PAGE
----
'I Am Not Your Negro' Movie Review
Start writing a post

'I Am Not Your Negro' Movie Review

James Baldwin Presents Scathing Commentary On Race Relations In America

'I Am Not Your Negro' Movie Review
Magnolia Pictures

In 1979, James Baldwin wrote a letter to his literary agent describing his next project, Remember This House. The book was to be a revolutionary, personal account of the lives and successive assassinations of three of his close friends—Medgar Evers, Malcolm X and Martin Luther King, Jr. At the time of Baldwin’s death in 1987, he left behind only thirty completed pages of this manuscript. Now, in his incendiary new documentary, I am Not Your Negro, master filmmaker Raoul Peck envisions the book James Baldwin never finished. The result is a radical, up-to-the-minute examination of race in America, using Baldwin’s original words. This film is a journey into black American history that connects the past of the Civil Rights movement to the present of #BlackLivesMatter and beyond. Confronting the deeper connections between the lives and assassination of these three leaders, Baldwin and Peck have produced a work that challenges the very definition of what America stands for.

The film moves in chronological order with flashbacks to the past. Equipped with a voice over from Samuel L. Jackson who sounds so melodious and clear I didn't recognize his voice. I am Not Your Negro will expose a new generation of activist will listen to James Baldwin's inner thoughts, how he felt about living in France versus living in America, and north versus south and how they both handle racism. Baldwin meets the challenge head on with eloquence and pose, although deep down he's scared to death of whether or not he will make it through the day. He stresses that African Americans must constantly be vigilant to survive.

James Baldwin was an articulate, assertive man who spoke sternly about race relations in America. He struggled with remaining optimistic regarding the state of white supremacy. He searched for truth in an attempt to understand the motives and the attitudes as to why white people hated black people so vehemently. All of that topped with watching his friends and civil rights leaders die--his optimism began to turn into hopelessness. He never considered himself an activist. He thought of himself as a witness or an observer. He was able to discern the distinct differences between Malcolm X, Martin Luther King, and Medgar Evers. Malcolm X represented force and the protection of African Americas. King believed in non-violent resistance. Evers was the youngest of them all and represented the NAACP and believed in justice.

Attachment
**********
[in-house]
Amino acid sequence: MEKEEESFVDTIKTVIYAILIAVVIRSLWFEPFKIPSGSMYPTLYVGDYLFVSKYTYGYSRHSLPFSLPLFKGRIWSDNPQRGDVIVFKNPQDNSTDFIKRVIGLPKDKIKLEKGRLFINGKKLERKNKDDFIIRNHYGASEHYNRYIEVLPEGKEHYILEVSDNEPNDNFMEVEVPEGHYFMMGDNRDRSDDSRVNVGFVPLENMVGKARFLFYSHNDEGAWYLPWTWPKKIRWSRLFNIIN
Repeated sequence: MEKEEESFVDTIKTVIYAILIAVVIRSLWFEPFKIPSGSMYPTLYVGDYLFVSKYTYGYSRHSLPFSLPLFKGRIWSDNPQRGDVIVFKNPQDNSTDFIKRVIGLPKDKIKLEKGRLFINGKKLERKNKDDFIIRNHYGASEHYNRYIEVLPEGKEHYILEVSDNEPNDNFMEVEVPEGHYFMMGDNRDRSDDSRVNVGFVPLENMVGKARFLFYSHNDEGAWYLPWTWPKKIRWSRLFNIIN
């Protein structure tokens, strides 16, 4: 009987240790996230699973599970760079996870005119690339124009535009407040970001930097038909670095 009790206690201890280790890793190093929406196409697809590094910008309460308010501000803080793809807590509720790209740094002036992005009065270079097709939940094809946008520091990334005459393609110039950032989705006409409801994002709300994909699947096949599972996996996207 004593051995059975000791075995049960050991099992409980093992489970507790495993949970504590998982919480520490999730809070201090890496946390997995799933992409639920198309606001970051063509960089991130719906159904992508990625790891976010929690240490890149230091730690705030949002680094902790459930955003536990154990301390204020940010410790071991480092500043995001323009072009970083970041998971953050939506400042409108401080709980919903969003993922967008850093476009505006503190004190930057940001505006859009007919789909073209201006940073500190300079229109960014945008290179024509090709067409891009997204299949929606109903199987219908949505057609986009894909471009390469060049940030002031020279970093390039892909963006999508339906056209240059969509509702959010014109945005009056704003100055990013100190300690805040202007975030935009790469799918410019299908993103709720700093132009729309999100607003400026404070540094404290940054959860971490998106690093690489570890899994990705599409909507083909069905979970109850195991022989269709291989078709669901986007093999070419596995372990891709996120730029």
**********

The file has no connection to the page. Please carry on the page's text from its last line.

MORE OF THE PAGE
Baldwin was the oldest of the four, but Medgar Evers was the first to be gunned down. He was under the impression since he was the oldest he should be the first to die. Baldwin didn't believe that all white people were racist, but lived in constant fear of death from them. He also believed that their fear of the unknown is what made them the way they are. That deep down white people may not hate us because we’re black but because we challenge their status in American society. The endless need for reassurance from black people is what keeps them comfortable, despite the transgressions white people have committed against blacks.

What is scary is how seamlessly the film transitions between the racially charged tragedies of today and the tragedies of the civil rights movement. It paints a picture that race relations have not changed in since the 1960s. Black people were not put in a position of fear by themselves. There is a sense of denial from white people and their refusal to face racism, which has placed black individuals in fear. The bottom line of James Baldwin's message is the future of black people in America rests in the hands of white Americans and their willingness to face racism. They hold the privilege and the platforms to promote equality.